This announcement follows the Inland Revenue’s publication of a revised tax guide for crypto assets
The tax agency of New Zealand has requested all cryptocurrency firms in the country to share their customers’ personal details as well as their cryptocurrency asset values.
A statement from the Inland Revenue Department (IRD) that was issued to Radio New Zealand (RNZ) details the agency’s request, which was made to supplement its understanding of the crypto-asset environment in the country. This will help the department figure out avenues to best help taxpayers meet their income tax obligations in the future.
The IRD made this move at a time when tax regulators around the world have been steadily tightening their grip on the cryptocurrency market.
Janine Grainger, who is the Chief Executive Officer (CEO) of Easy Crypto, a company based in New Zealand, mused that the ID is doing this to widen its net of the tax base alongside the growth of crypto-asset ownership within the country.
Grainger described this move as a “heartbreaking” breach of privacy and autonomy.
“Privacy is really important to us… one of the tenets [of] cryptocurrency, in general, is around having freedom and autonomy and privacy,” she explained.
“While many people might think ‘I have nothing to hide, therefore, what do I care?’ the point of privacy isn’t to aid people who have something to hide, it’s to ensure we have a fair, open and free society.”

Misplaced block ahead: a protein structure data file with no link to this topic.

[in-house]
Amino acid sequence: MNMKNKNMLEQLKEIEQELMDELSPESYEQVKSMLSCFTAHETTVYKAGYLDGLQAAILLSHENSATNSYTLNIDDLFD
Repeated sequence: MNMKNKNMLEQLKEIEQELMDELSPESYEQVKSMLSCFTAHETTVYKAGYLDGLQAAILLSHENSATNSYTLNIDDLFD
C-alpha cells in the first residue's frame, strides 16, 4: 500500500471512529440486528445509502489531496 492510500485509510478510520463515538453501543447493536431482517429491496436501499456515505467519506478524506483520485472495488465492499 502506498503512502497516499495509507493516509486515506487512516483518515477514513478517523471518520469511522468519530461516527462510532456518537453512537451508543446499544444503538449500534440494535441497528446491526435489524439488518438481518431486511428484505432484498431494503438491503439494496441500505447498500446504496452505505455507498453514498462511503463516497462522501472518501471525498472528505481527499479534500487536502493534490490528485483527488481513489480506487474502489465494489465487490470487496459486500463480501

Grainger added that Easy Crypto is willing to comply with the IRD’s request after the company found that there were no legal grounds that allowed crypto firms to refuse to hand over the information.
The IRD stated it is currently still in the early stages of its inquiry and that it’s too early to say what the overall reaction had been amongst crypto firms to this news.
The department said that if taxpayers had concerns regarding not meeting their tax obligations, then they could make a voluntary disclosure to the IRD.
Earlier this month, the IRD released new guidance that improved upon how ordinary tax rules apply to crypto-assets, so that people can better understand their tax obligations.
Tony Morris, the spokesperson of the IRD, explained that the updated guidance “allows people to work out what tax they need to pay when they sell, trade, swap, lend or mine crypto-asset transactions.”